But disk was expensive, so you still didn't keep many versions of your code. SCCS solved that by keeping one complete version of your code, plus incremental updates. It also introduced version numbering, along with branching versions, so you could have version 1.1.1, and 1.2.5, etc. Because only incremental updates were saved, not much disk space was used; yet you could regenerate any back-version you wanted.
This system was cumbersome to use, and hardly anybody bothered with big, bushy, branching source trees.
Multiple access to the same source was implemented by allowing only one writeable version of a file to be checked out at a time. You would check out a file with a lock, edit it, and then check it back in. At that point, your teammate could check it out, edit it, and check it back in. If you wanted to check out a file that was already checked out by someone else, tough luck. You had to go find them and beat them up until they gave up the file.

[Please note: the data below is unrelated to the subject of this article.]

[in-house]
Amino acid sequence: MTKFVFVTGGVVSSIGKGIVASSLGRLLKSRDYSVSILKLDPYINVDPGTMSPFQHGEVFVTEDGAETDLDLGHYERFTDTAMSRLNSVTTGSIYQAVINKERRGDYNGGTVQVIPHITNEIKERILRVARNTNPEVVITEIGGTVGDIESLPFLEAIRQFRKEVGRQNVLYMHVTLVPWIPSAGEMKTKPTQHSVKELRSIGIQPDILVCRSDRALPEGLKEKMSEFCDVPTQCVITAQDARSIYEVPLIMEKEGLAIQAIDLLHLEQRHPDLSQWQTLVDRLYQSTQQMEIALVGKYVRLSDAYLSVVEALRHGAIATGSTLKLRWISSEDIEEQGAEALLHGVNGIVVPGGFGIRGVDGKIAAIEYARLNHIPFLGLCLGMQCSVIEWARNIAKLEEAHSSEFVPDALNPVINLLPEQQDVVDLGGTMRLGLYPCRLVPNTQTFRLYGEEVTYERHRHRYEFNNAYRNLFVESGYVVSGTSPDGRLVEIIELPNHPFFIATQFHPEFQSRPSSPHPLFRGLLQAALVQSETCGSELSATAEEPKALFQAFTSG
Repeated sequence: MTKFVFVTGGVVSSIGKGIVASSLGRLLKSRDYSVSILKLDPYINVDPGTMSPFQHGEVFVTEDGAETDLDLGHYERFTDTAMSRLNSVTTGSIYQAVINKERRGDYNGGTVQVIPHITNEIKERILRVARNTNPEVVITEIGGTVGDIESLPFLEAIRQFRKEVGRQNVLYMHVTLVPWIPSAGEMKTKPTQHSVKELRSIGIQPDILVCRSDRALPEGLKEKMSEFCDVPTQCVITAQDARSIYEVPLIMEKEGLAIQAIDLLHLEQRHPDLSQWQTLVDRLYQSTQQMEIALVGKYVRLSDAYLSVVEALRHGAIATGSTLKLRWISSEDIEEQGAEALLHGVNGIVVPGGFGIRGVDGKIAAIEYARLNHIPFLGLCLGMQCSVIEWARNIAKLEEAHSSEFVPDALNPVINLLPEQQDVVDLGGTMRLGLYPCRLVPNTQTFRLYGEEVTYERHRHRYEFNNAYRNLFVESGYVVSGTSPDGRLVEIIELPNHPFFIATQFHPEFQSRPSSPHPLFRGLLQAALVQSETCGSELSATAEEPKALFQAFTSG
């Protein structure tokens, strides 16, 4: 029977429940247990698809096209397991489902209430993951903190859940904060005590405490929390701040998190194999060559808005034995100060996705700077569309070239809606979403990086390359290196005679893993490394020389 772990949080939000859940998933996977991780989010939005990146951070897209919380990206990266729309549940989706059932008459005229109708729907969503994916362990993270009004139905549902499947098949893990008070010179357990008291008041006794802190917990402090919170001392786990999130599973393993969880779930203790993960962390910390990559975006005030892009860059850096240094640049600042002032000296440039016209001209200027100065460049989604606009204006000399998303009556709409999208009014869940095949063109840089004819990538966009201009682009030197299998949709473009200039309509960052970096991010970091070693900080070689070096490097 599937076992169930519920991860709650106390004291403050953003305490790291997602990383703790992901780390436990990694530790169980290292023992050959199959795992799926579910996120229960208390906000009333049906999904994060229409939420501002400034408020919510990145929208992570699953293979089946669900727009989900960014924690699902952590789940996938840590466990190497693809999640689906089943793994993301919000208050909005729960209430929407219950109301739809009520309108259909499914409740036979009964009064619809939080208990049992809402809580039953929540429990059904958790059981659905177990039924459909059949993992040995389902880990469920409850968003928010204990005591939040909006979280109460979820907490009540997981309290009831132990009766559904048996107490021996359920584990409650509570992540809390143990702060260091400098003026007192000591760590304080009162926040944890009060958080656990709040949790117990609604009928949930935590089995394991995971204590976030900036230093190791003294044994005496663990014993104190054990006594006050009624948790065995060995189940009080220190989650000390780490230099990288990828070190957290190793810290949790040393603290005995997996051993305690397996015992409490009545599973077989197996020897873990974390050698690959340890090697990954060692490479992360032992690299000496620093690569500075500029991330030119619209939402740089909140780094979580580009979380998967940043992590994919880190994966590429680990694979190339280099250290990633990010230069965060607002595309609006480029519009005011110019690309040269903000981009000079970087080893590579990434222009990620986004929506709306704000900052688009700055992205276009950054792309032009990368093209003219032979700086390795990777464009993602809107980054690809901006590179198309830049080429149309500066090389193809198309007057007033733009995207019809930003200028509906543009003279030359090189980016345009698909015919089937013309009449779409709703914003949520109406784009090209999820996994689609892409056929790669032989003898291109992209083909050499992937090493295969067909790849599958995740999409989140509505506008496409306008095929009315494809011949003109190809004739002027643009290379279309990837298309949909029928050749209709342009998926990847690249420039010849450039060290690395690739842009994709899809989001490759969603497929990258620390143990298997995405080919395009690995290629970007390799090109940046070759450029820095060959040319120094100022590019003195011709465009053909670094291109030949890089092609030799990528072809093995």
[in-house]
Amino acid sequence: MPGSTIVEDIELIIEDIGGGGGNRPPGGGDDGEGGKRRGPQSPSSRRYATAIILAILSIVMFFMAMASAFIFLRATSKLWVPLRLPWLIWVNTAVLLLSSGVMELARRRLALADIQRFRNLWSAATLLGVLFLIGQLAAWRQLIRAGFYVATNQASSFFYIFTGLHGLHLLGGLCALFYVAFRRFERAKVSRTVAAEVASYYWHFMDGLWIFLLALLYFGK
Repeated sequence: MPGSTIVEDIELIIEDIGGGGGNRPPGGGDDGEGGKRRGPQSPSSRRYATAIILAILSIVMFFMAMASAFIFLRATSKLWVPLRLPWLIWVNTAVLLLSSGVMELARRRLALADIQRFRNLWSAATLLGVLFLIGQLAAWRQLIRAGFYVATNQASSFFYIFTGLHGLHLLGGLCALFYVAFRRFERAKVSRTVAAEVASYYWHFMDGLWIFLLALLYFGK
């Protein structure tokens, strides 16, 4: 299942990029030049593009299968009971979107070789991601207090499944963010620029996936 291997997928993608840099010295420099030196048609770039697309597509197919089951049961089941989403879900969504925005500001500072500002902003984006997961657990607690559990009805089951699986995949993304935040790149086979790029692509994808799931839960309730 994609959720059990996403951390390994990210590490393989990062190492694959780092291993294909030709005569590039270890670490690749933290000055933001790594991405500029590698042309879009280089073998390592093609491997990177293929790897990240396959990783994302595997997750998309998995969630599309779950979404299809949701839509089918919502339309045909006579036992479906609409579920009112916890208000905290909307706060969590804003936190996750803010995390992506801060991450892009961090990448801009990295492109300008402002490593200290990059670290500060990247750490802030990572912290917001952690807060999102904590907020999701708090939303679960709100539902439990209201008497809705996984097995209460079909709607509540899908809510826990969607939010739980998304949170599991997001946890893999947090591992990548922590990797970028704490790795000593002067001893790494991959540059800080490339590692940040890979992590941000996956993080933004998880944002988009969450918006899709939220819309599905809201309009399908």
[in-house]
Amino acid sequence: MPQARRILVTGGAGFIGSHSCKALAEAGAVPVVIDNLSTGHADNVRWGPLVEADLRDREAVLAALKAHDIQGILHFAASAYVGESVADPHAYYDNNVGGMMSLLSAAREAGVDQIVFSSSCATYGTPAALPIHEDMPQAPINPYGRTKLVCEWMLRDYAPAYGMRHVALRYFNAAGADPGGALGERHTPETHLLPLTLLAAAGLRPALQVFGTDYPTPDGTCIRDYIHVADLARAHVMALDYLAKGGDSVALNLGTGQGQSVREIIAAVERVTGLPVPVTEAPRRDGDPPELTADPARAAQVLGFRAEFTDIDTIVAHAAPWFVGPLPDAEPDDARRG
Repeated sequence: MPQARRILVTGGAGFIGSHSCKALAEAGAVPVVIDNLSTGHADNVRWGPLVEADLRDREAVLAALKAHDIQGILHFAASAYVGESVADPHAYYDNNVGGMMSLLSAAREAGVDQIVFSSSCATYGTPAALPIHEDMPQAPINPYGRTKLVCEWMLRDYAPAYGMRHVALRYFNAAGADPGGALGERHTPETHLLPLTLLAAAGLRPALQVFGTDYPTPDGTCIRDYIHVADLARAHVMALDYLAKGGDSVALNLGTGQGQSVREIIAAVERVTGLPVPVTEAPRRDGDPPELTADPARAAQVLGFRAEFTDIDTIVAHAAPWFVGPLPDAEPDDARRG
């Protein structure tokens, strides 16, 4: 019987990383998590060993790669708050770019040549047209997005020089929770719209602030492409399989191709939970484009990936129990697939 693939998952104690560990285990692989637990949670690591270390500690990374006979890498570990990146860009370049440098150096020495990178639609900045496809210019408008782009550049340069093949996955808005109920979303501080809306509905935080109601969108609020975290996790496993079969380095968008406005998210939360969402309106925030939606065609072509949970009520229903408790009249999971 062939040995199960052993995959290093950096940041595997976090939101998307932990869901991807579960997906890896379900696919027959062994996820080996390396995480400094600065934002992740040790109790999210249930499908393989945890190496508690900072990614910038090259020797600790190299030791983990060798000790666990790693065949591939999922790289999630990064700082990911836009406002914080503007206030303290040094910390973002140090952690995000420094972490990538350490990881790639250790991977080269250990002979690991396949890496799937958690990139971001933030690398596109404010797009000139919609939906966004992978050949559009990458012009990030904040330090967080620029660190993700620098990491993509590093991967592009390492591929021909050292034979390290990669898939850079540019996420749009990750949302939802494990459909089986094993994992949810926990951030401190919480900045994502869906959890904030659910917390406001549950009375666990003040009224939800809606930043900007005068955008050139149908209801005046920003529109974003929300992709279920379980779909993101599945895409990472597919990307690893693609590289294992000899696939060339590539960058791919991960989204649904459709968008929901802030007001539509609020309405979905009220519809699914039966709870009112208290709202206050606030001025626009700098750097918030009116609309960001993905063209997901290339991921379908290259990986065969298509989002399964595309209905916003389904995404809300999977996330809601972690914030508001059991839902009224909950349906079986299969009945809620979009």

In practice, you would wind up checking out a read-only copy of the code, make it writable (or take a writable copy), make your edits, and then merge them with a writable copy when you could get it.
RCS caused a number of conflicts in the workplace, and could have been responsible for originating the term "code ownership".
CVS accomplishes concurrent writable access by merging updates made by multiple parties and warning them when their updates conflict. You can incorporate your partner's changes into your working copy at any time, and you can commit your copy which means that your copy will be merged into your partner's, upon his/her request.
People working on the same source file will still have to resolve any conflicts detected by CVS. One wonders how this human interaction will be smoothed by fourth-generation version control systems.